Actually, Chris Kimball has two vanilla extract recipe; one from 1993, and another from 2009 (The later heats the vodka to speed the extraction process). As I have been waiting patiently for my internet Vanilla Beans to arrive in the mail, I’ve been doing some research on the topic. Here’s what I found: most online recipes vary from Chris Kimball’s recipes in two important ways. (1) extraction time: the consensus on the internet is that it should between 2 and 6 months; not 1 week, and (2) most recipes call for 3 beans per 1-cup of vodka; not 1-1/3 beans (his 1993 recipe uses 2 beans). But even at 3 beans per cup of alcohol, that’s barely 50% of what the FDA has set a minimum standard for vanilla extract.  The FDA minimum is 0.834 oz. of bean per cup (8 ounces) of 35 percent alcohol (70 proof). And when you consider that most bakers prefer double strength extract (though Chris Kimball doesn’t like the double-strength, see How string is your Vanilla?)

The four recipe variations that I made are:

  1. Chris Kimball’s 2009 Recipe. 1-1/3 beans per cup of vodka. I placed the finished bottle in pan of 125-degree water for 1 hour, per Recipe #1 only. Extraction time 1 week, after which time I will filter the vanilla.
  2. Chris Kimball’s 1993 Recipe. 2 beans per cup of vodka. Extraction time 1 week, after which time I will create a small filtered sample, but allow the remaining to continue to steep per the CI instructions.
  3. Internet Recipe. 3 beans per cup of vodka. Extraction time 2 to 6 months, after which time the vanilla will be filtered.
  4. FDA Single-Strength Recipe. 0.83-oz per cup (about 7 beans). Undefined extraction time. I will sample at various stages, and filter if it ever becomes too potent.

Generally, I followed the same instructions for each recipe, except where noted:

  • Use a sharp paring knife to cut lengthwise down the center of the vanilla beans.
  • Scrape the caviar out of the pods. Put the vanilla beans (and caviar) in a glass jar with a tight fitting lid.
  • Cover the beans completely with alcohol. Depending upon the jar being used, the beans may need to be cut in half to get the alcohol to cover the beans.
  • Tightly cover the jar and give it a shake.
  • Store in a cool dry place.  Give the bottle a good shake every week or so.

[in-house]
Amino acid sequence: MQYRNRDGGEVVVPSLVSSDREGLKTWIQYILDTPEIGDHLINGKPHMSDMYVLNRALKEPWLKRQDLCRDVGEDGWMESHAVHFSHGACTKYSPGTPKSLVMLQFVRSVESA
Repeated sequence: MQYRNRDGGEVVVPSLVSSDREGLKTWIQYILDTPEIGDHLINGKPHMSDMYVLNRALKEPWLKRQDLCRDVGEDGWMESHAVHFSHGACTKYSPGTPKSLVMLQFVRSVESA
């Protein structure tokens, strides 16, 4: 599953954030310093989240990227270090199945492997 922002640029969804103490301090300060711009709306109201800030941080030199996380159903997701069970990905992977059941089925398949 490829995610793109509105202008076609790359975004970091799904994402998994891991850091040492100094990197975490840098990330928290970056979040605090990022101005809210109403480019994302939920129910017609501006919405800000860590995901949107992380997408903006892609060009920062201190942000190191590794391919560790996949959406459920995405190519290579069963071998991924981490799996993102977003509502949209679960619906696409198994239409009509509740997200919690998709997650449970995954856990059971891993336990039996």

Not only do I intended to make a superior quality vanilla extract, but I also want to yield significant savings. Here’s the breakdown of costs:

  • I paid $8 for 1/4-lb of my internet vanilla beans, including shipping. All four recipes used a total of 3/4 ounces. So the beans portion of my vanilla extract only cost $1.50.
  • The vodka doesn’t have to be expensive; it contributes no flavor. I spent $11 on a 750-ml bottle (approx 25 ounces).
  • Like so many other things, the supermarket is the worst place to buy things. They charge $17 for a 4-oz bottle of McCormick’s,  and $25 for a 8-oz bottle. Also my supermarket sells whole vanilla beans for $7 per bean.
  • Doing the math, my 14-oz of vanilla extract cost me $7.60; for which McCormick’s would cost me $43; a 5-fold increase.

Over the next six months I will followup as the vanilla extract becomes “ready” and provide ratings at the various stages for each recipe. Recipe #1 will be ready in one week.

Rating: (still unknown).
Cost: $7.60 for 14-ounces of vanilla extract.
How much work? Low.
How big of a mess?  Very Low.
Started: 6:00 PM.  Ready:  7:00 PM. (including all 4 recipes)

Additional considerations:

  1. There are two main varieties on beans used to produce vanilla extract: Bourbon and Tahitian. The Bourbon refers to the Bourbon Islands, located near Madagascar. Bourbon beans do not typically use bourbon (the alcohol) to extract the vanilla flavor. I selected Bourbon beans because they have a more traditional taste profile. Tahitian beans have a more floral and fruity flavor with hints of anise.